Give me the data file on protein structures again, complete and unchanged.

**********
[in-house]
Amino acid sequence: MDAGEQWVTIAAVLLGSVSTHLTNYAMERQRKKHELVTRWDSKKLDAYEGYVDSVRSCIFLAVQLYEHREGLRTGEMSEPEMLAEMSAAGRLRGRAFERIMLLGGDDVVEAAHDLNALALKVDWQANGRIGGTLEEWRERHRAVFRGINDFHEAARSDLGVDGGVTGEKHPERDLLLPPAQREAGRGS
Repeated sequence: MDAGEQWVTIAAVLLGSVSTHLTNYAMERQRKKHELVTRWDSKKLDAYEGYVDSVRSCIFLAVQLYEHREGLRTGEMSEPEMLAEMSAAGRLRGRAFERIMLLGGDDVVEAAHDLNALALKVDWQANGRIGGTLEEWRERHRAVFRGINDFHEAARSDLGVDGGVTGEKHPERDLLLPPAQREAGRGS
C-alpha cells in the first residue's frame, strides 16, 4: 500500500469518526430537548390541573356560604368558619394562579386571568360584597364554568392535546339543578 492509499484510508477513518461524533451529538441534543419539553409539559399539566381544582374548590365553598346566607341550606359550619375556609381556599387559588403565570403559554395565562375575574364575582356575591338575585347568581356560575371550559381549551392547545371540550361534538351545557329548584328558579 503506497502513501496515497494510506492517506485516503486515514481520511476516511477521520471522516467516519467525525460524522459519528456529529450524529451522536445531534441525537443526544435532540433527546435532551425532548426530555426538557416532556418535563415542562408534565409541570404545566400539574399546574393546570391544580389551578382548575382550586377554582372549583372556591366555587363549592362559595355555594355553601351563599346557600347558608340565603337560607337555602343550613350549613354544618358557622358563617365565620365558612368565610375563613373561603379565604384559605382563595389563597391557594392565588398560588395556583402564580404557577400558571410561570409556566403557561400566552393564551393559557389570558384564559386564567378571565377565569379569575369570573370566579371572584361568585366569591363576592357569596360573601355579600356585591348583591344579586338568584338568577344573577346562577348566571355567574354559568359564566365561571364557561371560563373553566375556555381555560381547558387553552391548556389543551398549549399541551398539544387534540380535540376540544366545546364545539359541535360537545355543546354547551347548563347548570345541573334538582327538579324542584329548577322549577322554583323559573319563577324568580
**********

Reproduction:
[in-house]
Amino acid sequence: MDAGEQWVTIAAVLLGSVSTHLTNYAMERQRKKHELVTRWDSKKLDAYEGYVDSVRSCIFLAVQLYEHREGLRTGEMSEPEMLAEMSAAGRLRGRAFERIMLLGGDDVVEAAHDLNALALKVDWQANGRIGGTLEEWRERHRAVFRGINDFHEAARSDLGVDGGVTGEKHPERDLLLPPAQREAGRGS
Repeated sequence: MDAGEQWVTIAAVLLGSVSTHLTNYAMERQRKKHELVTRWDSKKLDAYEGYVDSVRSCIFLAVQLYEHREGLRTGEMSEPEMLAEMSAAGRLRGRAFERIMLLGGDDVVEAAHDLNALALKVDWQANGRIGGTLEEWRERHRAVFRGINDFHEAARSDLGVDGGVTGEKHPERDLLLPPAQREAGRGS
C-alpha cells in the first residue's frame, strides 16, 4: 500500500469518526430537548390541573356560604368558619394562579386571568360584597364554568392535546339543578 492509499484510508477513518461524533451529538441534543419539553409539559399539566381544582374548590365553598346566607341550606359550619375556609381556599387559588403565570403559554395565562375575574364575582356575591338575585347568581356560575371550559381549551392547545371540550361534538351545557329548584328558579 503506497502513501496515497494510506492517506485516503486515514481520511476516511477521520471522516467516519467525525460524522459519528456529529450524529451522536445531534441525537443526544435532540433527546435532551425532548426530555426538557416532556418535563415542562408534565409541570404545566400539574399546574393546570391544580389551578382548575382550586377554582372549583372556591366555587363549592362559595355555594355553601351563599346557600347558608340565603337560607337555602343550613350549613354544618358557622358563617365565620365558612368565610375563613373561603379565604384559605382563595389563597391557594392565588398560588395556583402564580404557577400558571410561570409556566403557561400566552393564551393559557389570558384564559386564567378571565377565569379569575369570573370566579371572584361568585366569591363576592357569596360573601355579600356585591348583591344579586338568584338568577344573577346562577348566571355567574354559568359564566365561571364557561371560563373553566375556555381555560381547558387553552391548556389543551398549549399541551398539544387534540380535540376540544366545546364545539359541535360537545355543546354547551347548563347548570345541573334538582327538579324542584329548577322549577322554583323559573319563577324568580